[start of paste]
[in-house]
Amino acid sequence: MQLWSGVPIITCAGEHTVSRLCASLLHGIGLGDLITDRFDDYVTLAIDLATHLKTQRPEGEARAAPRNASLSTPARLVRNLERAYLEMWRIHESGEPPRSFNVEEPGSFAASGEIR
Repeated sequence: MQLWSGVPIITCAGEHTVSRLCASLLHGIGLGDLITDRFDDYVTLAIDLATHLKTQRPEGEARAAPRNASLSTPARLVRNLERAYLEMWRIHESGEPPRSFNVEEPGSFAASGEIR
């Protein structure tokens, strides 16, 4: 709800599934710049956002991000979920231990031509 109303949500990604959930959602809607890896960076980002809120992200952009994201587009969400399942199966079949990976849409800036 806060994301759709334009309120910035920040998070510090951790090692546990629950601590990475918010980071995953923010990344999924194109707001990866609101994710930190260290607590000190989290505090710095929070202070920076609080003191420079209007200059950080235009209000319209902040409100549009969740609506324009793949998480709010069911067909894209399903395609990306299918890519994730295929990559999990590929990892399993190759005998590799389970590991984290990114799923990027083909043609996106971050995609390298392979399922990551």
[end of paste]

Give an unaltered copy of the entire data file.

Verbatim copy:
[in-house]
Amino acid sequence: MQLWSGVPIITCAGEHTVSRLCASLLHGIGLGDLITDRFDDYVTLAIDLATHLKTQRPEGEARAAPRNASLSTPARLVRNLERAYLEMWRIHESGEPPRSFNVEEPGSFAASGEIR
Repeated sequence: MQLWSGVPIITCAGEHTVSRLCASLLHGIGLGDLITDRFDDYVTLAIDLATHLKTQRPEGEARAAPRNASLSTPARLVRNLERAYLEMWRIHESGEPPRSFNVEEPGSFAASGEIR
């Protein structure tokens, strides 16, 4: 709800599934710049956002991000979920231990031509 109303949500990604959930959602809607890896960076980002809120992200952009994201587009969400399942199966079949990976849409800036 806060994301759709334009309120910035920040998070510090951790090692546990629950601590990475918010980071995953923010990344999924194109707001990866609101994710930190260290607590000190989290505090710095929070202070920076609080003191420079209007200059950080235009209000319209902040409100549009969740609506324009793949998480709010069911067909894209399903395609990306299918890519994730295929990559999990590929990892399993190759005998590799389970590991984290990114799923990027083909043609996106971050995609390298392979399922990551």